VRChat, the popular social VR platform, announced its secured a Series D funding round of $80 million, which brings to the startup more than five times its overall lifetime investment.

The round was led by Anthos Capital, alongside participating investors Makers Fund, GFR Fund and others. According to Crunchbasethis brings VRChat’s overall outside investment to $95.2 million.

VRChat is a free app that brings together VR and non-VR users in user-generated spaces that can range from the mundane to the truly fantastic. Having celebrated its first taste of virality back in 2018, the PC and SteamVR-compatible app went on to include support for Oculus Quest in late 2020, which propelled it yet further with record-setting concurrent user numbers. The company now boasts over 40,000 concurrent users.

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The company says the investment will “expedite development of a creator economy where members can earn, an enhanced social discovery system for more meaningful experiences, and expansion to more platforms. These enhancements will contribute to VRChat’s rapid growth and allow more people to access this virtual universe.”

Last year, social VR app Rec Room also dipped its toes into the digital economy by offering its creators real financial reward for developing on the app, which includes things like premium experiences, avatar accessories, and in-game gadgets. Rec Room also posted some pretty substantial funding, as its latest round garnered it a $100 million Series D and a $1.25 billion valuation.

This means Rec Room and VRChat now rank among some of the most valuable VR companies outside of platform holders Facebook, Valve, and HTC.

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Well before the first modern XR products hit the market, Scott recognized the potential of the technology and set out to understand and document its growth. He has been professionally reporting on the space for nearly a decade as Editor at Road to VR, authoring more than 3,500 articles on the topic. Scott brings that seasoned insight to his reporting from major industry events across the globe.
  • I knew about the $80M. I didn’t know about creating an inworld economy! Good story!

    • kontis

      They need something to generate hundreds of millions of revenue so the investors can make something from that investment.

      Apps with their own economy have a huge problem of the gate keeper already taking 30% (in this case Steam and Oculus).
      It would make a lot of sense for VRChat on PC to leave Steam and move to Windows Store and EGS, once they have the economy.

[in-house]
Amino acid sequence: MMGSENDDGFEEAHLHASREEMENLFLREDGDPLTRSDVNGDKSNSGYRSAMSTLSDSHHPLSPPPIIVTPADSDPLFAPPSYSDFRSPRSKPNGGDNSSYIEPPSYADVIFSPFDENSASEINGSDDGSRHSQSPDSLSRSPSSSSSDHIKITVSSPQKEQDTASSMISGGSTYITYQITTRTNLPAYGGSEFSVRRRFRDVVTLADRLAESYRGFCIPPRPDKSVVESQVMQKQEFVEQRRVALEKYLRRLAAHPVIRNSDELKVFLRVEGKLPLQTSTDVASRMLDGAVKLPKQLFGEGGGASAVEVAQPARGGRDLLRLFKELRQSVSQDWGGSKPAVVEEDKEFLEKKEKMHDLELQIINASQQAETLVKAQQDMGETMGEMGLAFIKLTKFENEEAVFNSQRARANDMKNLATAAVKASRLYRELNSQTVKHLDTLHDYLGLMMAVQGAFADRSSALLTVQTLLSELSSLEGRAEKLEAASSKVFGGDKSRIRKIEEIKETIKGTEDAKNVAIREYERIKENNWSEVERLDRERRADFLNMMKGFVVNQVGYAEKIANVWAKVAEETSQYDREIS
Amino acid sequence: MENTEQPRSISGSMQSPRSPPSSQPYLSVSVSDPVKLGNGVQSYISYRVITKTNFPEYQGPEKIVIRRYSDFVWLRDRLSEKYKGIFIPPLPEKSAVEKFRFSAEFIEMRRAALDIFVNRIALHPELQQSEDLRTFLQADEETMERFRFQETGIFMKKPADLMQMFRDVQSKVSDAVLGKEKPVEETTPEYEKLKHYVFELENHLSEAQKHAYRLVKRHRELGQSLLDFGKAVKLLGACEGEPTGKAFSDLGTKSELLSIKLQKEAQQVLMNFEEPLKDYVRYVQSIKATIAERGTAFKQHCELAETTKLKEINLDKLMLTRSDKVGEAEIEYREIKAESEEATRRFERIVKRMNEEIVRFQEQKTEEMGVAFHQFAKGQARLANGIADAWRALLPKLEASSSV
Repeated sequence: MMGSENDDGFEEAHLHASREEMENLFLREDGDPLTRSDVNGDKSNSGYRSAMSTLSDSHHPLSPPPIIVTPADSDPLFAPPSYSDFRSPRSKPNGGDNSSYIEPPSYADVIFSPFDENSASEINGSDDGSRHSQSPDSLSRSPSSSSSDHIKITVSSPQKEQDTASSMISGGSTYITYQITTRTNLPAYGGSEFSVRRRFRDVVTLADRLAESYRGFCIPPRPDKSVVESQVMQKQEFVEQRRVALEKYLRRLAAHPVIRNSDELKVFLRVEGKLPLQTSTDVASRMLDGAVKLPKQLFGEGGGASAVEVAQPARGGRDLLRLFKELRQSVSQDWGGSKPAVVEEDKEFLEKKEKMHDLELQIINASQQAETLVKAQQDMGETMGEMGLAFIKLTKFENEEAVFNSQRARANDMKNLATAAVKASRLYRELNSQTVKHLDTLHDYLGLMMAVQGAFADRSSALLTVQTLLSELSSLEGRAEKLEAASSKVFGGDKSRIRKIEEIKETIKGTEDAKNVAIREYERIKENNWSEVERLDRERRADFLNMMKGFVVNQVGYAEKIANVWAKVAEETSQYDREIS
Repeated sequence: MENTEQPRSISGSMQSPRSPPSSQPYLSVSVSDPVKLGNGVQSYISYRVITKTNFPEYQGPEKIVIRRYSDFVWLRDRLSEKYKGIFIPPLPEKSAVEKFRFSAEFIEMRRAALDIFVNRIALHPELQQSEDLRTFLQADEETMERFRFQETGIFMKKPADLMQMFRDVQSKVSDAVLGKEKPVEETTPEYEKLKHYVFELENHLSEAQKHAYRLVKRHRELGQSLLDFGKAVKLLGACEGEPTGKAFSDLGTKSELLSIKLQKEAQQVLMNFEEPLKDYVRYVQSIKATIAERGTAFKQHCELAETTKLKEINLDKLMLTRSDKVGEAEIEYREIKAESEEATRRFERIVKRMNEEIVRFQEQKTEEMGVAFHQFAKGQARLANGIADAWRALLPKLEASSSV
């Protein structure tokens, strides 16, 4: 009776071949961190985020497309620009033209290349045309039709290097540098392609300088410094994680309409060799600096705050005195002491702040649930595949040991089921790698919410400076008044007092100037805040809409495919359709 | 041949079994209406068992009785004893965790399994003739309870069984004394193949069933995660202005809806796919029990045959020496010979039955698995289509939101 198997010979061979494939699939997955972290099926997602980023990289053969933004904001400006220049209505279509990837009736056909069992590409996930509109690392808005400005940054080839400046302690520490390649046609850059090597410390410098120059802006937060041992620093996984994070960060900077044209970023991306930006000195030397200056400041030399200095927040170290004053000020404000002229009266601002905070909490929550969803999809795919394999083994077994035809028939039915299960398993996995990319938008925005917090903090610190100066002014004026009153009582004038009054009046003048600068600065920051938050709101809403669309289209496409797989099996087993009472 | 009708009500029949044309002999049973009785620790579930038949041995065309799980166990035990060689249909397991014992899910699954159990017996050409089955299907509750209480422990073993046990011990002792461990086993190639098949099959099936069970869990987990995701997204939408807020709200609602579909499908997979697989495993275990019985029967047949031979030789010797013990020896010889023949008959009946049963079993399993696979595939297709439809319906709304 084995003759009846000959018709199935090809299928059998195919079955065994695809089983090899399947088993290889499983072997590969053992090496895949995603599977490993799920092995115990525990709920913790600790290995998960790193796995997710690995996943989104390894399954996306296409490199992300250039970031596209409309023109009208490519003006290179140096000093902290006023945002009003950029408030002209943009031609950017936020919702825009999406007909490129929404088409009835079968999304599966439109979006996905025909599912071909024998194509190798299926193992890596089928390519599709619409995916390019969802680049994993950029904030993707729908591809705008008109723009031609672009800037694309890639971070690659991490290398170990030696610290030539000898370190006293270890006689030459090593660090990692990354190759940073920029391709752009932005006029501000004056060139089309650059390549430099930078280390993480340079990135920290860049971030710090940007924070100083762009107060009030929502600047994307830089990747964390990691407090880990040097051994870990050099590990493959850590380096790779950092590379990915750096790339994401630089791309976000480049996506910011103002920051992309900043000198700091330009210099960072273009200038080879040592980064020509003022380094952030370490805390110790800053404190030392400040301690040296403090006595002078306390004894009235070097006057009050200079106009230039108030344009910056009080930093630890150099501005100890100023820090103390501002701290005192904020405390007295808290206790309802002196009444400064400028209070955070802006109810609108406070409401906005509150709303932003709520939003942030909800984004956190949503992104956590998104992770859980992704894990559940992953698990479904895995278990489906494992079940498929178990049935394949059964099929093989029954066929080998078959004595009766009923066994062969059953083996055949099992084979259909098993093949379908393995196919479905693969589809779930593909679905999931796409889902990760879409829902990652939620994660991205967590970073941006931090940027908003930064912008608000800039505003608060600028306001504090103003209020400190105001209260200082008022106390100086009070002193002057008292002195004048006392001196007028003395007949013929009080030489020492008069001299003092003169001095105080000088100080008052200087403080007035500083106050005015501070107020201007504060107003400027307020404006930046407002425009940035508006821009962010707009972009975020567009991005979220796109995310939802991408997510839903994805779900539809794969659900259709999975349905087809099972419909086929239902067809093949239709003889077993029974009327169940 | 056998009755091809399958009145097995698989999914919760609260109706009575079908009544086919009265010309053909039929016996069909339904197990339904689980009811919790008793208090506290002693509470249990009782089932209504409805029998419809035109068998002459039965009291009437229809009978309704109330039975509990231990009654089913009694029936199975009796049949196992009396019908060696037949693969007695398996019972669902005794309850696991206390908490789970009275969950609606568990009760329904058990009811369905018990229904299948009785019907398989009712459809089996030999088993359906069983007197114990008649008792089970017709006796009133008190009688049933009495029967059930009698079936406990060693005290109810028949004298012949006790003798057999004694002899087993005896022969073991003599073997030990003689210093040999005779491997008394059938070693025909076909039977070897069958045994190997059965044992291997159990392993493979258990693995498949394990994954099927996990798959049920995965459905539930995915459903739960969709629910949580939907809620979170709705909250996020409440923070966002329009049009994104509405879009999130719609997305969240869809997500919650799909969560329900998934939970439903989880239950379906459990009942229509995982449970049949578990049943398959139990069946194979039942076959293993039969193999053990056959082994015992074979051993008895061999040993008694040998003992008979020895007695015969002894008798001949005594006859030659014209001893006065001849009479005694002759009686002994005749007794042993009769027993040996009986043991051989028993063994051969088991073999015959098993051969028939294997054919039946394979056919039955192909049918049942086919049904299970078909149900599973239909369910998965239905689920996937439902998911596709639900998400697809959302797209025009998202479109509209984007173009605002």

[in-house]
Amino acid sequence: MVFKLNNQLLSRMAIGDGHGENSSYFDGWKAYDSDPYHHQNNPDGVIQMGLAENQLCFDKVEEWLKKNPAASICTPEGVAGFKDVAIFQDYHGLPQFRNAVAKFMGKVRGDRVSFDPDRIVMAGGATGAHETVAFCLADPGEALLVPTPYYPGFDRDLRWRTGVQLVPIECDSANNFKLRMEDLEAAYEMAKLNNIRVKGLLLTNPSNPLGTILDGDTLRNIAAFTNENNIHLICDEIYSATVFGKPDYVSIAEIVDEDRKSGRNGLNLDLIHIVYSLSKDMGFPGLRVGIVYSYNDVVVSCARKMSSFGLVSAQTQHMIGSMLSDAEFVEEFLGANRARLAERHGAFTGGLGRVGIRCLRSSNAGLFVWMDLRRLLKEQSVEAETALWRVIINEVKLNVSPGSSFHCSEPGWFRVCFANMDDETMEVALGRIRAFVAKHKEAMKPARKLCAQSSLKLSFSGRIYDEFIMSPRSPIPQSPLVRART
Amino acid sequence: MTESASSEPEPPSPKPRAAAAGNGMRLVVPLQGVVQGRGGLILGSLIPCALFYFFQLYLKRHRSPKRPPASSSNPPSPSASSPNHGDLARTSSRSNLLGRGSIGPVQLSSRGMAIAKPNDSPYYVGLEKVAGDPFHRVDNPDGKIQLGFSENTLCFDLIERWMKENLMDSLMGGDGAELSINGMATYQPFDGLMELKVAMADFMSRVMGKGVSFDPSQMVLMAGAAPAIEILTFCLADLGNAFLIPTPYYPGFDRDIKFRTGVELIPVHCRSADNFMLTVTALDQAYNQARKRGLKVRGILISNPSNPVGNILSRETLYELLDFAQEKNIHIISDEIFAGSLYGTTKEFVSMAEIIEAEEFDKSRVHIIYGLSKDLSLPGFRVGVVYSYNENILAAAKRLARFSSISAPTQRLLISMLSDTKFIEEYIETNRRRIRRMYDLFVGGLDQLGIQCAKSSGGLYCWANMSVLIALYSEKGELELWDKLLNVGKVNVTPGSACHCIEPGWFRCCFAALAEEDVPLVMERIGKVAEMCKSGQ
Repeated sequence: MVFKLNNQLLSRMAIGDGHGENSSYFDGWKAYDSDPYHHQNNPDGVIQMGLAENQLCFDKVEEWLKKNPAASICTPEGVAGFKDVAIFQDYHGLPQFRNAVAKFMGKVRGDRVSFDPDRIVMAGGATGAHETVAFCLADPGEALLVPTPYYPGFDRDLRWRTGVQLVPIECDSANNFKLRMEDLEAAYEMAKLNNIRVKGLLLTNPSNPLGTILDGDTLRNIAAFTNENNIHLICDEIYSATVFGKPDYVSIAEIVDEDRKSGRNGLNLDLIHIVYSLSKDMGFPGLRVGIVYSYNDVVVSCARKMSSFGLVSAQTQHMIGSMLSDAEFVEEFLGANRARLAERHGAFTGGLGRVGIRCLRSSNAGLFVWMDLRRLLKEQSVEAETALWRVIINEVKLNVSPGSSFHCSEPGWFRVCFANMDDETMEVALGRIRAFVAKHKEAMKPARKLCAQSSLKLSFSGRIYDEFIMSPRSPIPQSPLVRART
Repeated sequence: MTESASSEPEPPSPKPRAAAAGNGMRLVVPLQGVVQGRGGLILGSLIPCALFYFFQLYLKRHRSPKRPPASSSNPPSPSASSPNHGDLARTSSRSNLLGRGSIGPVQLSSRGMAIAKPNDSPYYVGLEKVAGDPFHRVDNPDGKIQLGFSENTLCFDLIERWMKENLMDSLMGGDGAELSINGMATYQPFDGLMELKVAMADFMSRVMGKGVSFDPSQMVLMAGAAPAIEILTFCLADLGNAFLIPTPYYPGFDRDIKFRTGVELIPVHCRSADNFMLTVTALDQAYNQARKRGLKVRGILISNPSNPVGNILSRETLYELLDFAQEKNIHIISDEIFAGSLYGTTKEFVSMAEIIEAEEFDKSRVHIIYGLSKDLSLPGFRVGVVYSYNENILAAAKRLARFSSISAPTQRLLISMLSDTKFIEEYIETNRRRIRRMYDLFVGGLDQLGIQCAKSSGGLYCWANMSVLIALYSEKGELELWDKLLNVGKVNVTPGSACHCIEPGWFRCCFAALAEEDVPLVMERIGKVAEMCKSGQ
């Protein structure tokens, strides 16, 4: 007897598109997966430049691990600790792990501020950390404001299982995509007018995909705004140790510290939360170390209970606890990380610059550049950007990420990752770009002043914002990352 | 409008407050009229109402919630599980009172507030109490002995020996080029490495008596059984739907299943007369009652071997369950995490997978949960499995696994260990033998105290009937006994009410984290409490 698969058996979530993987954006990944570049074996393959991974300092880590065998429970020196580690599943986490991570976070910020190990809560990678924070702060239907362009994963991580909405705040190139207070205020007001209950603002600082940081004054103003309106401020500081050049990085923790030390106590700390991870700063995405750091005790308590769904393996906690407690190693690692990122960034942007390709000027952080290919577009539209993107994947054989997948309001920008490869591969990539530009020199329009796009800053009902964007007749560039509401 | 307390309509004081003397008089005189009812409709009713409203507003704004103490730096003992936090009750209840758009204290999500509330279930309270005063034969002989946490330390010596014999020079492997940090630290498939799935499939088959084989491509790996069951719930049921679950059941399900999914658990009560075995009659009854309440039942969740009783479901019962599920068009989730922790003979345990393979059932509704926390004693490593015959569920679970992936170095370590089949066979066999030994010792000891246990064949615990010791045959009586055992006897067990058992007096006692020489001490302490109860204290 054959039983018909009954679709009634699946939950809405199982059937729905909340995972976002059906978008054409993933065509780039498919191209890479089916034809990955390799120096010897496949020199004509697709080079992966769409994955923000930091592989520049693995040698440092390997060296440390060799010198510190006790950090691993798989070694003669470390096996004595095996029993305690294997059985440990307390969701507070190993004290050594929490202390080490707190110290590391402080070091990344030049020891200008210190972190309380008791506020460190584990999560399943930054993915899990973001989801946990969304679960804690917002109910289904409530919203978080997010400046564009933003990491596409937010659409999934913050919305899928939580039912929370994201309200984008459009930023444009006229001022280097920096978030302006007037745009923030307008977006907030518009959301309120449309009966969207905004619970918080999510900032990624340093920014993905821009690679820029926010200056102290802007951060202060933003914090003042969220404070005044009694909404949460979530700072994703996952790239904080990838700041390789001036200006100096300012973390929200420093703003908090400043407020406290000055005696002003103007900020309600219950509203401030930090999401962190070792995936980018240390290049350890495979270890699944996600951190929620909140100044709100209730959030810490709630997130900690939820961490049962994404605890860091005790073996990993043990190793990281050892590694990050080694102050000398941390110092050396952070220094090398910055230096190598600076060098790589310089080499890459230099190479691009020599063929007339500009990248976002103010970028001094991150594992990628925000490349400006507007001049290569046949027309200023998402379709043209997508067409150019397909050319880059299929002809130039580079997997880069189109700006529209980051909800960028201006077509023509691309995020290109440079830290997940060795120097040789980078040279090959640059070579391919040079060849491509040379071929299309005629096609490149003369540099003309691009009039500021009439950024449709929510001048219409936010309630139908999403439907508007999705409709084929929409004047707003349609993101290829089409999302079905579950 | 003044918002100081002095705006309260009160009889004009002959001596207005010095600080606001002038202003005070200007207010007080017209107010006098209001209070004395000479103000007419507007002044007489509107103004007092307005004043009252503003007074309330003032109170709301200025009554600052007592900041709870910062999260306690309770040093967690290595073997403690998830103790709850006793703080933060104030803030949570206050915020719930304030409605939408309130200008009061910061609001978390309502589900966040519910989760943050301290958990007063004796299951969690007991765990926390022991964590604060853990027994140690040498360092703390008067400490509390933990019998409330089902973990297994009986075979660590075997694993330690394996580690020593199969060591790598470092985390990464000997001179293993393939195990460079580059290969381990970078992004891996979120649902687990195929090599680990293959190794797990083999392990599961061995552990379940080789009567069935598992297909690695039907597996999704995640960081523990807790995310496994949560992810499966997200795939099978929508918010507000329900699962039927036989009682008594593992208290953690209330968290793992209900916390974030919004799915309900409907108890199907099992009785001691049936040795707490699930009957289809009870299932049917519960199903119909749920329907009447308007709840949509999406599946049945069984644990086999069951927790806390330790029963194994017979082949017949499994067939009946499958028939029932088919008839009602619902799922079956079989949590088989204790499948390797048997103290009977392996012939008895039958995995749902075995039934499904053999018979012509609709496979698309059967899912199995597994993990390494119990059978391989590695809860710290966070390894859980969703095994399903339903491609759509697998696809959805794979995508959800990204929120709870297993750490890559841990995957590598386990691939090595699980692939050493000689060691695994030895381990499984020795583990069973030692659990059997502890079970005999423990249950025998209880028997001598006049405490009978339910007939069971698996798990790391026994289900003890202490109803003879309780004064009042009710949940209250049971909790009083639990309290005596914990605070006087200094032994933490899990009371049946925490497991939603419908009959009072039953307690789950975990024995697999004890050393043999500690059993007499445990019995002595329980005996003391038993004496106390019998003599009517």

Epic’s metaverse dreams is the reason they sued Apple and Google.
      ToS limitations for UCG is another road block, although when you are super huge like Roblox the rules don’t apply. But VRchat is much smaller, so not sure how Apple would treat them.

      This is why anti trust laws need to be enhanced, because those market tyrants are getting crazy. They use security excuses to limit freedoms of millions of people. Not a problem when they don’t have insane power (free market), but today’s Apple has far faaaaar wider reach than US federal gov in the past when these laws were created. They are global powers more powerful than many countries.

      • guest

        Its all about a gamble on the chance one of the big tech tyrants is going takeover a Unity that’s spread too thin across platforms.

        • silvaring

          You’re referring to Unity the game engine right?

          • guest

            Is that not what VR Chat is built on top of?

      • PK

        vrchat’s approach is similar to patreon, which i think is the right system to encourage the more creators to make time for building out this community. the IP issue is unavoidable, was just a matter of time until a platform gets big enough to warrant cracking down. which will suck, but overall i think this is the right time for them to expand.

  • wheeler

    I worry that once they formally create a centralized digital economy like this and bring money into the equation, we’ll gradually enter a situation where IP holders will want to “protect” and create scarcity around content inspired by their IP. I.e. you’ll only be able to buy Disney’s official Star Wars character avatars, not those created by the community. This will evolve into an automated content ID system to prevent any *usage* of custom content inspired by the “property” of the big IP holders–at least those with the resources to use the legal system to enforce that scarcity. This will extend to avatars, environments, music, and so on.

    I’m hoping NeosVR takes a different path that is more decentralized.

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    • Tom M

      Yep. Once money is involved, IP-Holders will step in and DMCA all of their content/avatars from the game.